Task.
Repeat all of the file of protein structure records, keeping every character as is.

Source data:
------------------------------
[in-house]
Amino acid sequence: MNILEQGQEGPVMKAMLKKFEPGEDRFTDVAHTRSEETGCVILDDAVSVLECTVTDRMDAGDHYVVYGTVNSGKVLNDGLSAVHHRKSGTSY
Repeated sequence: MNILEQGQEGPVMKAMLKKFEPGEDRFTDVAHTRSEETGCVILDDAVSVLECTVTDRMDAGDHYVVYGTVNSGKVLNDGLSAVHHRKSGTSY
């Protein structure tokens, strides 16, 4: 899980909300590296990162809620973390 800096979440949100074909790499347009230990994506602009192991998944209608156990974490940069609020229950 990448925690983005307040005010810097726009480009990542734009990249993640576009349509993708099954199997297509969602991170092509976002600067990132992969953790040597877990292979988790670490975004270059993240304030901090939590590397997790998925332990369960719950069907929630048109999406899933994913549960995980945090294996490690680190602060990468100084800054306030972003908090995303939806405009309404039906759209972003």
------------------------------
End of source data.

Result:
[in-house]
Amino acid sequence: MNILEQGQEGPVMKAMLKKFEPGEDRFTDVAHTRSEETGCVILDDAVSVLECTVTDRMDAGDHYVVYGTVNSGKVLNDGLSAVHHRKSGTSY
Repeated sequence: MNILEQGQEGPVMKAMLKKFEPGEDRFTDVAHTRSEETGCVILDDAVSVLECTVTDRMDAGDHYVVYGTVNSGKVLNDGLSAVHHRKSGTSY
């Protein structure tokens, strides 16, 4: 899980909300590296990162809620973390 800096979440949100074909790499347009230990994506602009192991998944209608156990974490940069609020229950 990448925690983005307040005010810097726009480009990542734009990249993640576009349509993708099954199997297509969602991170092509976002600067990132992969953790040597877990292979988790670490975004270059993240304030901090939590590397997790998925332990369960719950069907929630048109999406899933994913549960995980945090294996490690680190602060990468100084800054306030972003908090995303939806405009309404039906759209972003």